UNC staff awarded $50,000 to increase transparency at General Assembly
Posted January 28, 2015
Chapel Hill, N.C. — Two UNC School of Journalism and Mass Communications faculty members were recently awarded $50,000 to help improve transparency at the North Carolina General Assembly.
John Clark and Sara Peach, who run UNC's Reese News Lab, received the award for their project called Capitol Hound, a web application that allows paying subscribers to search General Assembly transcripts and get email alerts about specific topics being discussed.
With the $50,000 award, Clark and Peach said they can now offer Capitol Hound to all North Carolina news outlets at no charge.
"This award makes it possible to give all North Carolina reporters a tool that allows them to report on their elected representatives and on the stories that impact their communities," said Clark, executive director of Reese News Lab and former general manager of WRAL.com.
"By giving Capitol Hound to reporters, we hope to see an increase in legislative coverage which leads to more transparency in our state government," added Peach, Reese News Lab's associate director.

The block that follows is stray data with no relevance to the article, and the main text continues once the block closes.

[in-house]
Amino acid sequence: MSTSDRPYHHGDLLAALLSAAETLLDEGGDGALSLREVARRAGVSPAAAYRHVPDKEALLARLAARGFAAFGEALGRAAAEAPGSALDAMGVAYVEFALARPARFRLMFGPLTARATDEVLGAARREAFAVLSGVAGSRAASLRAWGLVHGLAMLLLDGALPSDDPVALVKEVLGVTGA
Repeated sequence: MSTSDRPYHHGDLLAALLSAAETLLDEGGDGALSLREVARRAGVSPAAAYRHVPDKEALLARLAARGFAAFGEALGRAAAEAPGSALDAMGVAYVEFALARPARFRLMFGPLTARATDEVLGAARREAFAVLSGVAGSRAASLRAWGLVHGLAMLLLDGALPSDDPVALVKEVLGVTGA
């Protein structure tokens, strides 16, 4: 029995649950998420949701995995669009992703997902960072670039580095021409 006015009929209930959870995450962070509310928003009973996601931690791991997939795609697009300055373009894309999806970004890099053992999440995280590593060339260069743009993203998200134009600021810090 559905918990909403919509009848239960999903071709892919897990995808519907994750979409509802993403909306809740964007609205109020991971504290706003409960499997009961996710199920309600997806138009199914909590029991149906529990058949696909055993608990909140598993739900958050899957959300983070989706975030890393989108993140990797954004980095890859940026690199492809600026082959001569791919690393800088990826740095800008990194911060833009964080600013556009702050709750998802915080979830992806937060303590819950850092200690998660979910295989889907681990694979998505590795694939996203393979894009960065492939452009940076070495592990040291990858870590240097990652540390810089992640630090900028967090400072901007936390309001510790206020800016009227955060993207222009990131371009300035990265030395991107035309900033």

The C. Felix Harvey Award for Institutional Priorities will also help the Reese News Lab team research the possibility of using Capitol Hound in other states. Clark says several media organizations have approached him about expanding the service in their area.
Clark and Peach led a student team in a pilot launch of Capitol Hound during the 2014 short session of the General Assembly, which ran from May through August.
During the pilot, a political campaign, lobbyists, lawyers and news organizations, including WRAL News, subscribed to the service in order to access transcripts and alerts. The pilot was funded, in part, by a $35,000 grant from the John S. and James L. Knight Foundation and its Knight Prototype Fund.
Until May 2014, no transcripts of North Carolina legislative sessions were available. Anyone interested in those discussions had to listen to long hours of audio recordings or attend meetings in person.
To solve this problem, Capitol Hound uses a combination of crowdsourcing, software and human transcription to rapidly generate accurate transcripts of government proceedings. By the day after a session, users can search for exact words spoken by lawmakers. Users can also specify keywords to receive email alerts.
The C. Felix Harvey Award is an annual award recognizing exemplary faculty scholarship that reflects one of UNC's top priorities and addresses a real-world challenge. A selection committee led by UNC's Office of the Executive Vice Chancellor and Provost chooses the winner from a pool of faculty applications.